Let me explain the 3 rules to ride this ride.
- Trade well defined patterns only
- The bigger the support the better the breakout
- Use target exits and trailing stops to your advantage
1. The breakdown should occur in a well-defined Descending Triangle
The reason you want to go short a well-defined pattern is to remove any “false positives” that may come up.
I mean…the last thing a trader wants is to be getting into a bearish pattern when a bullish pattern is actually setting up.
Since you are placing shorts near other long stop orders, you can get in right as volatility explodes and selling pressure is overpowering the buyers.
Here’s an example…
2. The more support is tested, the better
When prices test support levels in a stock, it does 2 things:
- Naturally attract more buyers
- Significantly increase the number of stop orders that are below this support line.
This is great news for a breakout trader!
Once the price breaks below support, this cluster of stop orders will dramatically increase the selling pressure to the downside.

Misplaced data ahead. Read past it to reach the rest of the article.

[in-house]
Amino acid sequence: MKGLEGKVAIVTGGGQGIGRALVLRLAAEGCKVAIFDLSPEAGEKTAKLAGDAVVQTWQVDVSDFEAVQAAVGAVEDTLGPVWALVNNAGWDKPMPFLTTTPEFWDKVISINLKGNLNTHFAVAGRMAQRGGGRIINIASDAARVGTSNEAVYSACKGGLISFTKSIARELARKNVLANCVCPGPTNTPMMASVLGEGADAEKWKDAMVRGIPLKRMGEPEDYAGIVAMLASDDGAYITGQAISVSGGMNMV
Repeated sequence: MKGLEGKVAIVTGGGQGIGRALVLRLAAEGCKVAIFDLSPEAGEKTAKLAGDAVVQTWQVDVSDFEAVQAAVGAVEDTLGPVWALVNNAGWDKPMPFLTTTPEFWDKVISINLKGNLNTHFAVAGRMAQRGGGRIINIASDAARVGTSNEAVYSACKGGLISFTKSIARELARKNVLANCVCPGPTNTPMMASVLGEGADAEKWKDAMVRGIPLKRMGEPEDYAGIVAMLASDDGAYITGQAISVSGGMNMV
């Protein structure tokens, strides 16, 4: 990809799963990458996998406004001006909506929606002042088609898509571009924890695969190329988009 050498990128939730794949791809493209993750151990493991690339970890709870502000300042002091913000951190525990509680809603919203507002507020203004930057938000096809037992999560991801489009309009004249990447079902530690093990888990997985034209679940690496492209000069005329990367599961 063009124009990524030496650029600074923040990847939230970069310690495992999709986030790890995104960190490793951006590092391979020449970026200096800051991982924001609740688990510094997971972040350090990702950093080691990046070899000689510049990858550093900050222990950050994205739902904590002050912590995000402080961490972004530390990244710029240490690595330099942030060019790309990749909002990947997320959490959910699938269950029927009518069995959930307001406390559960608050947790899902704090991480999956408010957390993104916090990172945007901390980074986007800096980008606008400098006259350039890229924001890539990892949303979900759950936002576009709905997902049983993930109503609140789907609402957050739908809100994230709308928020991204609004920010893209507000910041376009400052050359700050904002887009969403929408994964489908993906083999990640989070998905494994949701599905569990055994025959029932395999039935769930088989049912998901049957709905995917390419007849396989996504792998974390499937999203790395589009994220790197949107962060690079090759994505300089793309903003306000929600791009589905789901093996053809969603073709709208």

…Like an accelerant to a flame. Volatility should explode.
3. How to time your entry and set a stop order
The problem with waiting for a confirmation signal is that the market can make a dramatic move and you could end up chasing the stock lower.
This is why I prefer to use a sell stop order and enter the trade once the price breaks below my support.
And for my stop loss?
I recommend looking at the most recent pivot (lower high price) to set your stops at.
If price reaches this level, it has confirmed a false Descending Triangle chart pattern.
In other words, GTFO.
Here is what I mean…
In the image above, the Descending Triangle was not “strong enough” for many reasons.
In turn, price traded higher on a breakout and once the pattern was invalidated it continued higher.
By placing a stop loss right at the high of the prior lower high, a trader would have been given the “most likely” opportunity to trade this pattern.
What if I don’t like to trade breakouts? Is there an alternative setup?
Just like most patterns, there are alternatives to their basic structure.
And Descending Triangles are not different.
3 Steps To Entering Late:
- Wait for price to re-test breakout
- Let price confirm direction
- Place stops at or above prior highs, not support level